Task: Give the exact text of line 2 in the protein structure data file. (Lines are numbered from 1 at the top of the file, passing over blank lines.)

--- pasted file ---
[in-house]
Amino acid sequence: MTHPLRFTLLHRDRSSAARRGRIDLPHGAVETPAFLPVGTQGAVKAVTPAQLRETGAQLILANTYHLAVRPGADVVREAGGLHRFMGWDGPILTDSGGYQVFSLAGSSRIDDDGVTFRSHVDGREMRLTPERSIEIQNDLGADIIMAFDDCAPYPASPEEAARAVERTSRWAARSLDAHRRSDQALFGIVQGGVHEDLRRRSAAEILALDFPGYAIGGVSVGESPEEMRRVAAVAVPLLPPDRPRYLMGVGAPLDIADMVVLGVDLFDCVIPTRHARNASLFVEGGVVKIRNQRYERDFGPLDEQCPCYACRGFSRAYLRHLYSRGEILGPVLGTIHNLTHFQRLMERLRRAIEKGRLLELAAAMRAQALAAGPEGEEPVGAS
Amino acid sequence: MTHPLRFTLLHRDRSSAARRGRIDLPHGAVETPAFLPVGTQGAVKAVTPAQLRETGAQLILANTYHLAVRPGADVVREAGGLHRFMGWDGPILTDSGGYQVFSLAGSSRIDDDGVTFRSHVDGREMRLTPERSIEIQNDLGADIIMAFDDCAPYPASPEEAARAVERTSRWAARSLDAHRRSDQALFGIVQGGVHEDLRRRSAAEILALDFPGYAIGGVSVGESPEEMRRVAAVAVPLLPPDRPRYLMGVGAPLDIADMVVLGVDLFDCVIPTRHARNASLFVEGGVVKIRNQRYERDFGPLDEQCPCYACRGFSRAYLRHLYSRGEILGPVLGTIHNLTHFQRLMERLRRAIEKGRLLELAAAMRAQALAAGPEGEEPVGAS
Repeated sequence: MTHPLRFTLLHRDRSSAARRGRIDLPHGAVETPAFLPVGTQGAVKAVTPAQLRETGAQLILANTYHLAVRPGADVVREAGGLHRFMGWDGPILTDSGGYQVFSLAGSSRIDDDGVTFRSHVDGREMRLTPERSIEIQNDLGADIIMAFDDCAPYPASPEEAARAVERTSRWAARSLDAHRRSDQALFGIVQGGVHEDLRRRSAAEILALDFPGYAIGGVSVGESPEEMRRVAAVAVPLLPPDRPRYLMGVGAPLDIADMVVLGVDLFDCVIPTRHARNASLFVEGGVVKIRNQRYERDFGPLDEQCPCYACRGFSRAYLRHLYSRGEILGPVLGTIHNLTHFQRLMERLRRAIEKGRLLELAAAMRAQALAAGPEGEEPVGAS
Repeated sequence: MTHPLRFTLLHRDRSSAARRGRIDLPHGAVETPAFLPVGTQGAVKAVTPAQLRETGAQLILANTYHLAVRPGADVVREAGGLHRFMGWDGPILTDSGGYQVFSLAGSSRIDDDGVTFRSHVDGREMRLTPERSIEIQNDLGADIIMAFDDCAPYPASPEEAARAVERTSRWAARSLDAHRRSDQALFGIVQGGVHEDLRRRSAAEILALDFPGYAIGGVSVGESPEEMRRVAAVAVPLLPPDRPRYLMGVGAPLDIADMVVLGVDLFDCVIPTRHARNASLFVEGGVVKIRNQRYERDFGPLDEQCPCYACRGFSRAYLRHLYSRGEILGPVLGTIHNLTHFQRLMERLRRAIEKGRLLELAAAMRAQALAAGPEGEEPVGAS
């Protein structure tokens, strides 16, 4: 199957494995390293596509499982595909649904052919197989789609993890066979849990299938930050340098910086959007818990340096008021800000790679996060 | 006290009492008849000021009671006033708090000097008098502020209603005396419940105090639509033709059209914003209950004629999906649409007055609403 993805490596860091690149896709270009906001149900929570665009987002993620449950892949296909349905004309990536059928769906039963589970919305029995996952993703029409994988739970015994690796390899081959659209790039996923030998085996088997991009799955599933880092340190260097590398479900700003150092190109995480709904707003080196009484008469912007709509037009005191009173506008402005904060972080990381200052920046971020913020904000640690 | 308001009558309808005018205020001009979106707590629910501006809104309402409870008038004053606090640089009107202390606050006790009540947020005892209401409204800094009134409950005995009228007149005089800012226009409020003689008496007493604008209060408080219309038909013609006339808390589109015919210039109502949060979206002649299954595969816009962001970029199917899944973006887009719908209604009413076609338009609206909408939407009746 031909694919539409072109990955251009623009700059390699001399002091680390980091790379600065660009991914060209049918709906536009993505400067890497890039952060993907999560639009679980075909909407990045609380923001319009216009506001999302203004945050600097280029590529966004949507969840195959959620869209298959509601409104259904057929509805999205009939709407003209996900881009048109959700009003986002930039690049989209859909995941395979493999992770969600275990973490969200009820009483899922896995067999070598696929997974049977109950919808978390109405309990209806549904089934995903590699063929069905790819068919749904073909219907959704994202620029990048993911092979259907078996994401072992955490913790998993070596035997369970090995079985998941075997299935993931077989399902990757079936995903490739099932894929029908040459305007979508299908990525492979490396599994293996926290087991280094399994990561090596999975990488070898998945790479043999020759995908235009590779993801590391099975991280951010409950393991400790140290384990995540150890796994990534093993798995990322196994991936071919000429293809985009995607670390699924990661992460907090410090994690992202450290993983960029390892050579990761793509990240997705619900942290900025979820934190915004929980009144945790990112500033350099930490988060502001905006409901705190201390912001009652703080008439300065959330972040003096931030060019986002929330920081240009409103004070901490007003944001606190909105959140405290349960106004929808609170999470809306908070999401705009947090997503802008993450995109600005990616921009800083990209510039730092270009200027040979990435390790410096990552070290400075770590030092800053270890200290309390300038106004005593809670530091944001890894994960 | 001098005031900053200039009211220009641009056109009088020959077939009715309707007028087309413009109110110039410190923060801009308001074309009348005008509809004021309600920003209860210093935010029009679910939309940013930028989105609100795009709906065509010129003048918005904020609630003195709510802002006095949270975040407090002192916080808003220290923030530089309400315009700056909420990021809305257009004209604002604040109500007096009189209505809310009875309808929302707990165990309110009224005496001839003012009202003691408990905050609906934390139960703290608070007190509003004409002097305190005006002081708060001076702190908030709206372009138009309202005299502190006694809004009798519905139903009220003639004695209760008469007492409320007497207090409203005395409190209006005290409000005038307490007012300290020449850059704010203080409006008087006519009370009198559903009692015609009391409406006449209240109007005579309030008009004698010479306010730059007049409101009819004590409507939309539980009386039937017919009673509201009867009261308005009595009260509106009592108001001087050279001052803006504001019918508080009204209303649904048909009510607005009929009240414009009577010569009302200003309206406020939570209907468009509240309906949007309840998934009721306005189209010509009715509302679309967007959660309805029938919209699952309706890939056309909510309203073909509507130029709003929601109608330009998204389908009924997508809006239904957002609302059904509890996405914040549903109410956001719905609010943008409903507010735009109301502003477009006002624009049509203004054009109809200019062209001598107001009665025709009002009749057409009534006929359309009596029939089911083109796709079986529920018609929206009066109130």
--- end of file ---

Amino acid sequence: MTHPLRFTLLHRDRSSAARRGRIDLPHGAVETPAFLPVGTQGAVKAVTPAQLRETGAQLILANTYHLAVRPGADVVREAGGLHRFMGWDGPILTDSGGYQVFSLAGSSRIDDDGVTFRSHVDGREMRLTPERSIEIQNDLGADIIMAFDDCAPYPASPEEAARAVERTSRWAARSLDAHRRSDQALFGIVQGGVHEDLRRRSAAEILALDFPGYAIGGVSVGESPEEMRRVAAVAVPLLPPDRPRYLMGVGAPLDIADMVVLGVDLFDCVIPTRHARNASLFVEGGVVKIRNQRYERDFGPLDEQCPCYACRGFSRAYLRHLYSRGEILGPVLGTIHNLTHFQRLMERLRRAIEKGRLLELAAAMRAQALAAGPEGEEPVGAS